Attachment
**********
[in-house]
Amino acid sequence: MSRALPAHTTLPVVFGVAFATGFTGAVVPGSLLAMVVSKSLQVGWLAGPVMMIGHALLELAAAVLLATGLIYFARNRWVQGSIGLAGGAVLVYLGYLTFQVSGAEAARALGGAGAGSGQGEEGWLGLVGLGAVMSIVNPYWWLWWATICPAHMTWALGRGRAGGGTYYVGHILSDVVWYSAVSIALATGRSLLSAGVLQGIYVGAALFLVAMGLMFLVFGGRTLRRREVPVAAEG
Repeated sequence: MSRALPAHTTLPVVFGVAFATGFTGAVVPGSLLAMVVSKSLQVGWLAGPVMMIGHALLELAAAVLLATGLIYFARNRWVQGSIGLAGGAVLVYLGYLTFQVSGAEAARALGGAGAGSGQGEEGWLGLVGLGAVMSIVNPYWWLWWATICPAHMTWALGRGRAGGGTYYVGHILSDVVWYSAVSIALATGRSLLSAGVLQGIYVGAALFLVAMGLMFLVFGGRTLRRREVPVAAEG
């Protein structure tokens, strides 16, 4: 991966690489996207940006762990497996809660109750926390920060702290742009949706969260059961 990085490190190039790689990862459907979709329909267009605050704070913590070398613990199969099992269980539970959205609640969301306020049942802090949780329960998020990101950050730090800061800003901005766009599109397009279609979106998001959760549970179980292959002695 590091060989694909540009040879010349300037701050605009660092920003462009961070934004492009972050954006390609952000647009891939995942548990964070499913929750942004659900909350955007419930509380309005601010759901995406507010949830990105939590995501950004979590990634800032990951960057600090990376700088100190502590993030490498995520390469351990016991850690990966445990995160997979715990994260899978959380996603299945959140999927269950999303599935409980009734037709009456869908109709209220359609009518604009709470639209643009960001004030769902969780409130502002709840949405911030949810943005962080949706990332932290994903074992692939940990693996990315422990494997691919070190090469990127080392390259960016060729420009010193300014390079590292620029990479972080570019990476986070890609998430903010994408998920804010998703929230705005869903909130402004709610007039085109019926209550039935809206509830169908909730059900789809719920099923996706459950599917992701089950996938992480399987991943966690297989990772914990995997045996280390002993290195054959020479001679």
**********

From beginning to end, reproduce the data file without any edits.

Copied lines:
[in-house]
Amino acid sequence: MSRALPAHTTLPVVFGVAFATGFTGAVVPGSLLAMVVSKSLQVGWLAGPVMMIGHALLELAAAVLLATGLIYFARNRWVQGSIGLAGGAVLVYLGYLTFQVSGAEAARALGGAGAGSGQGEEGWLGLVGLGAVMSIVNPYWWLWWATICPAHMTWALGRGRAGGGTYYVGHILSDVVWYSAVSIALATGRSLLSAGVLQGIYVGAALFLVAMGLMFLVFGGRTLRRREVPVAAEG
Repeated sequence: MSRALPAHTTLPVVFGVAFATGFTGAVVPGSLLAMVVSKSLQVGWLAGPVMMIGHALLELAAAVLLATGLIYFARNRWVQGSIGLAGGAVLVYLGYLTFQVSGAEAARALGGAGAGSGQGEEGWLGLVGLGAVMSIVNPYWWLWWATICPAHMTWALGRGRAGGGTYYVGHILSDVVWYSAVSIALATGRSLLSAGVLQGIYVGAALFLVAMGLMFLVFGGRTLRRREVPVAAEG
């Protein structure tokens, strides 16, 4: 991966690489996207940006762990497996809660109750926390920060702290742009949706969260059961 990085490190190039790689990862459907979709329909267009605050704070913590070398613990199969099992269980539970959205609640969301306020049942802090949780329960998020990101950050730090800061800003901005766009599109397009279609979106998001959760549970179980292959002695 590091060989694909540009040879010349300037701050605009660092920003462009961070934004492009972050954006390609952000647009891939995942548990964070499913929750942004659900909350955007419930509380309005601010759901995406507010949830990105939590995501950004979590990634800032990951960057600090990376700088100190502590993030490498995520390469351990016991850690990966445990995160997979715990994260899978959380996603299945959140999927269950999303599935409980009734037709009456869908109709209220359609009518604009709470639209643009960001004030769902969780409130502002709840949405911030949810943005962080949706990332932290994903074992692939940990693996990315422990494997691919070190090469990127080392390259960016060729420009010193300014390079590292620029990479972080570019990476986070890609998430903010994408998920804010998703929230705005869903909130402004709610007039085109019926209550039935809206509830169908909730059900789809719920099923996706459950599917992701089950996938992480399987991943966690297989990772914990995997045996280390002993290195054959020479001679």